After serving two tours as an Army Ranger medic overseas, Alexander Jeffrey returned home to a frustrating new challenge. More than anything, he wanted to continue saving lives in his civilian career. But he couldn’t find a college that would honor his prior experience.
“Other schools I looked into would only award up to 35 credits for my military training,” Alexander says. “And I’d been through the Special Operations Combat Medic program, which is the Army’s premier enlisted medical school. I spent two deployments taking care of 200-plus guys.”
Alexander and his wife, Summer Jeffrey, a member of the National Guard with extensive Army medical training of her own, believed their experience was worth significantly more than 35 credits. They pored over course catalogs and scoured college websites for better options—but to no avail.
That’s until the couple’s landlord suggested they look into The Evergreen State College.
“We hoped Evergreen would be the right fit because it’s right down the road from JBLM,” Summer says. “The more we learned about the Veterans Resource Center and evening and weekend class options, the better it all sounded.”
For Summer and Alexander, Evergreen offered much more than just a veteran-friendly campus environment. The time-to-degree impressed them as well. “Evergreen gave me 110 credits—many of them at the upper level,” Alexander says. “Coming here was a no-brainer.”
The couple anticipated a jarring culture shock when they started at Evergreen, and that’s just what they got.
“They treat you like an adult here,” Alexander says. “You learn to respect others’ opinions. The biggest thing is you’re encouraged to think for yourself.”
And Evergreen’s intimate learning environment set it apart from the large universities Summer and Alexander had attended in the Midwest.
“That’s something I really like about Evergreen,” Summer says. “Coming from that traditional college where you’re just one person in a lecture hall of 400, where the professor doesn’t know who you are, this place is completely different.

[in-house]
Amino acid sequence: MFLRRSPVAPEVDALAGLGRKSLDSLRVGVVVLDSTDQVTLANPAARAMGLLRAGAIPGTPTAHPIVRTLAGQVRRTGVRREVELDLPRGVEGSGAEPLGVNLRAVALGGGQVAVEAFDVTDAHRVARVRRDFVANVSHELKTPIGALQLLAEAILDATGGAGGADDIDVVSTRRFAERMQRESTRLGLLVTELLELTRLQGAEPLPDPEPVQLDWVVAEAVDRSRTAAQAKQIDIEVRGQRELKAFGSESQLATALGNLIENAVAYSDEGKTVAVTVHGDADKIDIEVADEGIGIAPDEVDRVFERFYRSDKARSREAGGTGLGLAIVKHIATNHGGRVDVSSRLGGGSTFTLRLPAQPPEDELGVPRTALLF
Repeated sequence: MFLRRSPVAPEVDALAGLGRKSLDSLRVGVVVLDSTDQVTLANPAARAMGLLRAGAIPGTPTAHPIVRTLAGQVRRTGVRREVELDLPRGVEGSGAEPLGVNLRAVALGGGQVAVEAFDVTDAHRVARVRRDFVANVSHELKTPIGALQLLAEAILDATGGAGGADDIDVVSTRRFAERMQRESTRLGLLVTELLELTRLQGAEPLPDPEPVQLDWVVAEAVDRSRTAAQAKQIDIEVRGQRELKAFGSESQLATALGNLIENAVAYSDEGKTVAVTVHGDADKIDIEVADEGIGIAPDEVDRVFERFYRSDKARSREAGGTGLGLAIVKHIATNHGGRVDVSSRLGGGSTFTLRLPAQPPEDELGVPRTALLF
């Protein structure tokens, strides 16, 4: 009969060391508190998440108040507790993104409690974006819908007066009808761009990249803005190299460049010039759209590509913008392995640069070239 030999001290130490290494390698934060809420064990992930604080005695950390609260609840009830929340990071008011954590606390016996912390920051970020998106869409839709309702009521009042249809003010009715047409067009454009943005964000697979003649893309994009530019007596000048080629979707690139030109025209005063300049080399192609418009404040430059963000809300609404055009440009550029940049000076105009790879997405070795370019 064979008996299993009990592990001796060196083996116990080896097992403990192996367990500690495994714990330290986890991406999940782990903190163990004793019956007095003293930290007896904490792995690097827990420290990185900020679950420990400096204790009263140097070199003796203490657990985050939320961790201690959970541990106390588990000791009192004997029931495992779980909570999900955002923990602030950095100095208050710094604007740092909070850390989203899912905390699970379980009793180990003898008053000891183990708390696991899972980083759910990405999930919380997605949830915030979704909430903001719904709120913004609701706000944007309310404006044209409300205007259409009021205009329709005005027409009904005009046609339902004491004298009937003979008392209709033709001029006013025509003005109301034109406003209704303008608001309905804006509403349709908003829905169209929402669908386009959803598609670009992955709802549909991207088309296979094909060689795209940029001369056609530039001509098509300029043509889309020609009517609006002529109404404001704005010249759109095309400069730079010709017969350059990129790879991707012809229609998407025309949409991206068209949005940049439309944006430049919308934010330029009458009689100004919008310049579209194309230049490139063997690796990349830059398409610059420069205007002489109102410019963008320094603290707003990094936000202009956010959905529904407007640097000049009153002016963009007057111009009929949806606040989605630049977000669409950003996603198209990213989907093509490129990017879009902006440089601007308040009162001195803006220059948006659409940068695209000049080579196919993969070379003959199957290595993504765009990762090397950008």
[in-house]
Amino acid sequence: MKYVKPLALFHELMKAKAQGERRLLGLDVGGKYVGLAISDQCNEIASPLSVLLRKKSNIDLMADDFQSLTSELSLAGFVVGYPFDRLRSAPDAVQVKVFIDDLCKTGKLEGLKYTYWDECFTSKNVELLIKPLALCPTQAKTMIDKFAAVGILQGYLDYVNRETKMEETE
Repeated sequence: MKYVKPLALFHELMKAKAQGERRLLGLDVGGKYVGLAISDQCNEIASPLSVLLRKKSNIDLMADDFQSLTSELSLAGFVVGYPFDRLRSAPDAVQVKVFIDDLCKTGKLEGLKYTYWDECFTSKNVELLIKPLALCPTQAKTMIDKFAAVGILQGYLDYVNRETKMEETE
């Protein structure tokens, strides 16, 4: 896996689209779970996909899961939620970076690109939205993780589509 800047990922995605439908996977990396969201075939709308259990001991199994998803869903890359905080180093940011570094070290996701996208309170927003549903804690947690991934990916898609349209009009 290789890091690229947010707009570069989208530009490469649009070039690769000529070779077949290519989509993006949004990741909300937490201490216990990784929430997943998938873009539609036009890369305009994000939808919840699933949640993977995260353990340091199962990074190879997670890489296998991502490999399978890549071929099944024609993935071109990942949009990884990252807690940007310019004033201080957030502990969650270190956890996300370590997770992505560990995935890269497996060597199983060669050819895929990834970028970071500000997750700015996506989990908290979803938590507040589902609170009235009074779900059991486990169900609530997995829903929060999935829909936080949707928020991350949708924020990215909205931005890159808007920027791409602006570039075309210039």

“You come here and there are 20 people in your program,” she continues. “The professor gets to know you, and you make friends who share your passion. Your studies apply to your daily life. So you’re not just reading out of a textbook, taking a test, and then brain-dumping it. You’re actually using it.”
Summer and Alexander both work full time. Thankfully, they found that evening and weekend classes accommodate their busy lives.
“It’s been excellent for my schedule because I work as a medical assistant at a pediatrician’s office,” Summer says. “My doctor has been great about letting me leave at 5 so I can take classes from 6–10. We’re working on upper-level credits in chemistry right now. Also taking an individual learning contract [ILC], which allows even more flexibility with our schedules.”
With the help of faculty mentor Amanda Kugel, Summer and Alexander crafted an ILC that spans the biological disciplines of immunology and genetics.
“There’s a statistics component, too,” Summer says. “These are the last courses we’ll need to take before we finish our degrees.”
Summer and Alexander both graduated in June and they’ve begun scouting grad schools with physician assistant programs.
“We’ve thrived in this busy phase of our lives,” Alexander says. “We’ve done the full-time work, full-time school thing. We could become MDs, but that comes with a trade off. You may have kids, but you never get to see them. Which is why we’re on the physician assistant track. We can save lives and still have a life of our own.”
When Summer and Alexander think about the path they’ve taken toward a successful medical career—from the Army to a small liberal arts college in the Northwest woods—they shake their heads and laugh. But given the chance, they wouldn’t have done anything differently.
“I’ve noticed that the Army and Evergreen do have one thing in common,” Alexander says. “If you keep pushing yourself, you can get so much out of the experience.”